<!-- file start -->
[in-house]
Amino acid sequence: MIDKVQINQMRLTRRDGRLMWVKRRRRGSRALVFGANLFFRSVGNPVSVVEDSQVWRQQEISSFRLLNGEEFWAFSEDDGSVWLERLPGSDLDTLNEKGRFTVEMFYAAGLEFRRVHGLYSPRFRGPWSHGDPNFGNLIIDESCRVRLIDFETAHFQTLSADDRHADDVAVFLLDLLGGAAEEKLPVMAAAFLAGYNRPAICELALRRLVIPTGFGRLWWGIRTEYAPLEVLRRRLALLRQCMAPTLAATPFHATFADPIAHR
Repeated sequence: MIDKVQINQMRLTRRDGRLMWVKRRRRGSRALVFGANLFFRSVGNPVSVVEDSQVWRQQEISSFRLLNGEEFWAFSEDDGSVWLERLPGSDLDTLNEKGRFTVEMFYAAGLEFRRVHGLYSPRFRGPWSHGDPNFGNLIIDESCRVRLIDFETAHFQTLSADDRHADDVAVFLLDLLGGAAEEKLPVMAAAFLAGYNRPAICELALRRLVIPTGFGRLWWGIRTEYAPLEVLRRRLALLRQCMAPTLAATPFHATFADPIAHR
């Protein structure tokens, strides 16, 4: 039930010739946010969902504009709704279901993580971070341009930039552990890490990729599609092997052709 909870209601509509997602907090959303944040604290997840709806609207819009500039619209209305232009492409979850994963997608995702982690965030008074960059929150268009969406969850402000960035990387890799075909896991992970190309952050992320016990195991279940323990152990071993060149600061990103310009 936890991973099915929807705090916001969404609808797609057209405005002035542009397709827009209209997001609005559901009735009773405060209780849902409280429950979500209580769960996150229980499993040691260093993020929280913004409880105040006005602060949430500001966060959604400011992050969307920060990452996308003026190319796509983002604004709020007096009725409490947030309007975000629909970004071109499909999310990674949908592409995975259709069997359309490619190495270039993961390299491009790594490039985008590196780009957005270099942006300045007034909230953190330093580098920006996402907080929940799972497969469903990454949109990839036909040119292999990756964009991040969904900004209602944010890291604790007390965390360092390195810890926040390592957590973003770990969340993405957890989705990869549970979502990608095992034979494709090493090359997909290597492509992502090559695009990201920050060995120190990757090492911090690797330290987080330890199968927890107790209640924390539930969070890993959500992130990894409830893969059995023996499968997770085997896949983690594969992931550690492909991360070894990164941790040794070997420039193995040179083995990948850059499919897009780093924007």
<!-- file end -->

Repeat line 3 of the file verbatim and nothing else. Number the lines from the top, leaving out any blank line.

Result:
Repeated sequence: MIDKVQINQMRLTRRDGRLMWVKRRRRGSRALVFGANLFFRSVGNPVSVVEDSQVWRQQEISSFRLLNGEEFWAFSEDDGSVWLERLPGSDLDTLNEKGRFTVEMFYAAGLEFRRVHGLYSPRFRGPWSHGDPNFGNLIIDESCRVRLIDFETAHFQTLSADDRHADDVAVFLLDLLGGAAEEKLPVMAAAFLAGYNRPAICELALRRLVIPTGFGRLWWGIRTEYAPLEVLRRRLALLRQCMAPTLAATPFHATFADPIAHR